If your New Year's resolution includes publishing a book, take a deep breath. You can.
When the best-selling series of 2012 (billionaire, bondage; that one) started out as a piece of self-published fan fiction, it's clear that the publishing world has undergone a tsunami-like sea change. Woodstock's Robert B. Wyatt, a veteran editor with a glittering string of titles at Avon, Dell, Random House, and St. Martin's, says "no one knows" what the next wave will be. "People are not going to stop writing books; people are not going to stop reading books. But the way of making books will be different."
A generation ago, "self-publishing wasn't respectable," Wyatt recalls. "They had something called 'vanity presses'—you paid them to make your book and filled your upstairs room with hundreds of copies." That all changed with the advent of print-on-demand technology. Wyatt's upstairs room now sports a compact display of his twin novels Jam and the Box and The Fluffys and the Box, which he self-published without apology.
For many writers, self-publishing is no longer a last resort, but a way of taking control. This is part of a larger cultural shift: Musicians now build careers through YouTube promotion and self-produced downloads; visual artists sell artworks online. The DIY business model eliminates the middleman—the record label, the gallery owner, the publishing house—letting artists produce and promote their own work.
According to publishing newsletter Bowker, more than 235,000 self-published print and digital titles are released every year, and that figure keeps growing. But are authors pleased with the books they've created? How much did they spend on the process, and is their work reaching readers?
To find out, I sent a brief survey to more than two dozen area writers who've gone the self-publishing route. Their responses were as varied as their work, which includes literary fiction, nonfiction, memoir, poetry, plays, fantasy, children's books, art, humor, photography, self-help, and such nonpareil genrebenders as "fiction-ish epistolary memoir" (Betsy Robinson's Conversations with Mom) and "illustrated crime novel graphic hybrid" (Donald Rothschild and Bill Ayton's Shadow Bay).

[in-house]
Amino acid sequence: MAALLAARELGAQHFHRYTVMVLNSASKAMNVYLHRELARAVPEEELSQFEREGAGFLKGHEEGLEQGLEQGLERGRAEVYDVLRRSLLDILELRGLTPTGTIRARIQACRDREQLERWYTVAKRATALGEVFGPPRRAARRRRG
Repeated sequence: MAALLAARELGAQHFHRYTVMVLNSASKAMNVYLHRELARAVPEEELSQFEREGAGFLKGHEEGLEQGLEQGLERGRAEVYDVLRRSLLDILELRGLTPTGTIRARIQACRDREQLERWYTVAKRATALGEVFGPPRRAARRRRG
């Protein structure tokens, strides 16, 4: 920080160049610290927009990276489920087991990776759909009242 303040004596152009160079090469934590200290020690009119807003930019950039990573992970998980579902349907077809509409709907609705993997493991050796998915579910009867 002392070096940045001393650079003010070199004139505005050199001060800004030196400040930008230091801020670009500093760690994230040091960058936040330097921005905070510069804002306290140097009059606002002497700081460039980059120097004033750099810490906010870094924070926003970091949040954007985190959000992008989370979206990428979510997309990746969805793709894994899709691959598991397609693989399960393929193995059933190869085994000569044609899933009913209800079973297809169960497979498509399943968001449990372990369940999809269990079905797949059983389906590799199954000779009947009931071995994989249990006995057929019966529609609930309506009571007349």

Nearly half have released other books with traditional publishers. Most chose self-publishing for more offbeat personal projects, to forestall a collection of "glowing rejection slips," or for a sense of empowerment. "I wanted to see if I could do it," says novelist Laurie Boris (Drawing Breath), whose first novel came out with a small press. Graham Blackburn self-publishes fiction and a long list of woodworking titles, many first published by trade houses. He cites "more control—editorial and design; more profit, and better marketing strategy" as his reasons for making the switch. For first-time authors who don't have direct access to agents and editors, it may feel like the only viable choice.
Making the Book
Once you choose to self-publish, figuring out where to start can be daunting. Do you want a print book, an e-book, or both? Whichever you choose, you'll need an uploadable digital manuscript. Tech-savvy writers may do the formatting themselves, while others barter services with knowledgeable friends or hire freelance professionals. Stefan Bolz (The Three Feathers) spent $750 for New Paltz artist Matt Maley's striking cover design, and hired Donnie Light of ebook76.com to handle print layout and e-book conversion for an additional $280.
Others may prefer to avail themselves of the in-house editing, design, and technical services sold à la carte by many self-publishing companies, or choose an "assisted self-publishing" company that offers a full-service package.
Amazon's CreateSpace dominates self-published book production in much the same way that its mother ship dominates sales: More than half the respondents used it to produce their books. Satisfaction was generally high among those who chose its "free, fast, easy to use" DIY option. Those who paid for in-house services, à la carte, or in Total Design Freedom packages starting at $728, were somewhat more critical. Not everyone liked the offered cover and interior designs, and several requested multiple proofs to fine-tune the book's look. (Customer service got almost universal praise; One Hundred Thousand Lights author Garnette Arledge says, "They must have been hired for their calm in the face of the author's storm.")
Jay Wenk printed his memoir Study War No More with Lumina, which took nine months (most print books take just weeks to produce, and e-books are virtually instant). Robert Wyatt and Dara Joyce Lurie (Great Space of Desire: Writing for Personal Evolution) chose Lightning Source because of its solid reputation and distribution network through industry giant Ingram.